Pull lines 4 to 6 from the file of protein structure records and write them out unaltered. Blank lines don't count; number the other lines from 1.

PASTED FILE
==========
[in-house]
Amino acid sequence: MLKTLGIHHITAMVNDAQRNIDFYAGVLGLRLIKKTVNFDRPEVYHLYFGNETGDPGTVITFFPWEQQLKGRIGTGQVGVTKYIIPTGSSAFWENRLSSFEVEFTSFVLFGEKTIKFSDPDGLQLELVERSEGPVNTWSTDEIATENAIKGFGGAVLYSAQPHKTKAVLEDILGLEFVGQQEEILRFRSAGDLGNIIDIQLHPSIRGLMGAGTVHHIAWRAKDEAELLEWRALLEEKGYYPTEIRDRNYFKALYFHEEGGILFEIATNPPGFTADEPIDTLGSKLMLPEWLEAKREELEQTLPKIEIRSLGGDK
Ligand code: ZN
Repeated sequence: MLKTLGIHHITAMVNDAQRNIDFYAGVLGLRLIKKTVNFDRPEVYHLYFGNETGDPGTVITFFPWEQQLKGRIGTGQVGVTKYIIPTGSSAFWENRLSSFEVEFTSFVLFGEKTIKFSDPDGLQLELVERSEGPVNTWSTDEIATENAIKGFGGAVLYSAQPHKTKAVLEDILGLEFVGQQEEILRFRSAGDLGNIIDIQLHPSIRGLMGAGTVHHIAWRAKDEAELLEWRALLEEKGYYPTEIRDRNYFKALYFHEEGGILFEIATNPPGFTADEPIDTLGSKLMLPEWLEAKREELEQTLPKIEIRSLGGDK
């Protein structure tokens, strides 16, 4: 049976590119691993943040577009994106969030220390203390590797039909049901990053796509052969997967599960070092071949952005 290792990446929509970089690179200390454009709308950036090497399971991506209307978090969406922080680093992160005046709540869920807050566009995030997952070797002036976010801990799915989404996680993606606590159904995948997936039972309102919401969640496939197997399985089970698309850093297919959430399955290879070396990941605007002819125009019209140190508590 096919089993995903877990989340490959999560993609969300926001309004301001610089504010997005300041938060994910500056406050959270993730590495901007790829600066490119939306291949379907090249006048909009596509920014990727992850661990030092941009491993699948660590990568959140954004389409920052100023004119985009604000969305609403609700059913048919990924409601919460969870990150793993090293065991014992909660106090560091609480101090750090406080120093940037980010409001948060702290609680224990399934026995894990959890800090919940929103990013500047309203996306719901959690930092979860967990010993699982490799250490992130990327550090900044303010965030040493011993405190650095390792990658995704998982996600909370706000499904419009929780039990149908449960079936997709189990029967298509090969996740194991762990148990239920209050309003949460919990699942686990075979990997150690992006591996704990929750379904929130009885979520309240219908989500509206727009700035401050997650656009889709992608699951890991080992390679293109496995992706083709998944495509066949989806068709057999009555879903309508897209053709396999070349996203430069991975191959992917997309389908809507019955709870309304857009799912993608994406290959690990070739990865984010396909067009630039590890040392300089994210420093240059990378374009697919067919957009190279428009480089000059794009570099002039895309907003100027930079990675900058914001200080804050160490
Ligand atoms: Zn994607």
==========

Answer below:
Repeated sequence: MLKTLGIHHITAMVNDAQRNIDFYAGVLGLRLIKKTVNFDRPEVYHLYFGNETGDPGTVITFFPWEQQLKGRIGTGQVGVTKYIIPTGSSAFWENRLSSFEVEFTSFVLFGEKTIKFSDPDGLQLELVERSEGPVNTWSTDEIATENAIKGFGGAVLYSAQPHKTKAVLEDILGLEFVGQQEEILRFRSAGDLGNIIDIQLHPSIRGLMGAGTVHHIAWRAKDEAELLEWRALLEEKGYYPTEIRDRNYFKALYFHEEGGILFEIATNPPGFTADEPIDTLGSKLMLPEWLEAKREELEQTLPKIEIRSLGGDK
């Protein structure tokens, strides 16, 4: 049976590119691993943040577009994106969030220390203390590797039909049901990053796509052969997967599960070092071949952005 290792990446929509970089690179200390454009709308950036090497399971991506209307978090969406922080680093992160005046709540869920807050566009995030997952070797002036976010801990799915989404996680993606606590159904995948997936039972309102919401969640496939197997399985089970698309850093297919959430399955290879070396990941605007002819125009019209140190508590 096919089993995903877990989340490959999560993609969300926001309004301001610089504010997005300041938060994910500056406050959270993730590495901007790829600066490119939306291949379907090249006048909009596509920014990727992850661990030092941009491993699948660590990568959140954004389409920052100023004119985009604000969305609403609700059913048919990924409601919460969870990150793993090293065991014992909660106090560091609480101090750090406080120093940037980010409001948060702290609680224990399934026995894990959890800090919940929103990013500047309203996306719901959690930092979860967990010993699982490799250490992130990327550090900044303010965030040493011993405190650095390792990658995704998982996600909370706000499904419009929780039990149908449960079936997709189990029967298509090969996740194991762990148990239920209050309003949460919990699942686990075979990997150690992006591996704990929750379904929130009885979520309240219908989500509206727009700035401050997650656009889709992608699951890991080992390679293109496995992706083709998944495509066949989806068709057999009555879903309508897209053709396999070349996203430069991975191959992917997309389908809507019955709870309304857009799912993608994406290959690990070739990865984010396909067009630039590890040392300089994210420093240059990378374009697919067919957009190279428009480089000059794009570099002039895309907003100027930079990675900058914001200080804050160490
Ligand atoms: Zn994607």